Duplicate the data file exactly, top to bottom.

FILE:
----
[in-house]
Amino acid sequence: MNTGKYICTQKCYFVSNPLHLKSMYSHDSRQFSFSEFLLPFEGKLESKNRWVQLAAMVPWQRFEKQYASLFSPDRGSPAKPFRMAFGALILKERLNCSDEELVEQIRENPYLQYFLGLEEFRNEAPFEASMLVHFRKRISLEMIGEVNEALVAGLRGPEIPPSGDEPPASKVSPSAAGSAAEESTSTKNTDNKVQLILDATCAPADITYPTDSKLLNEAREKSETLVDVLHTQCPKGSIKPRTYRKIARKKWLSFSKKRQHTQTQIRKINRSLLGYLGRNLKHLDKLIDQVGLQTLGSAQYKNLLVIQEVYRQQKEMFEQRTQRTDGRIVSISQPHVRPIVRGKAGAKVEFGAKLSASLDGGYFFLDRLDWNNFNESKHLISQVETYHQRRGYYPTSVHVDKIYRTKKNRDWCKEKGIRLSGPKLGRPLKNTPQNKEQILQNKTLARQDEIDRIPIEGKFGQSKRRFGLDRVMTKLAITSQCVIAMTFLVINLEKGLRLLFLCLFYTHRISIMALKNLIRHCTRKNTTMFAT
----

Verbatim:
[in-house]
Amino acid sequence: MNTGKYICTQKCYFVSNPLHLKSMYSHDSRQFSFSEFLLPFEGKLESKNRWVQLAAMVPWQRFEKQYASLFSPDRGSPAKPFRMAFGALILKERLNCSDEELVEQIRENPYLQYFLGLEEFRNEAPFEASMLVHFRKRISLEMIGEVNEALVAGLRGPEIPPSGDEPPASKVSPSAAGSAAEESTSTKNTDNKVQLILDATCAPADITYPTDSKLLNEAREKSETLVDVLHTQCPKGSIKPRTYRKIARKKWLSFSKKRQHTQTQIRKINRSLLGYLGRNLKHLDKLIDQVGLQTLGSAQYKNLLVIQEVYRQQKEMFEQRTQRTDGRIVSISQPHVRPIVRGKAGAKVEFGAKLSASLDGGYFFLDRLDWNNFNESKHLISQVETYHQRRGYYPTSVHVDKIYRTKKNRDWCKEKGIRLSGPKLGRPLKNTPQNKEQILQNKTLARQDEIDRIPIEGKFGQSKRRFGLDRVMTKLAITSQCVIAMTFLVINLEKGLRLLFLCLFYTHRISIMALKNLIRHCTRKNTTMFAT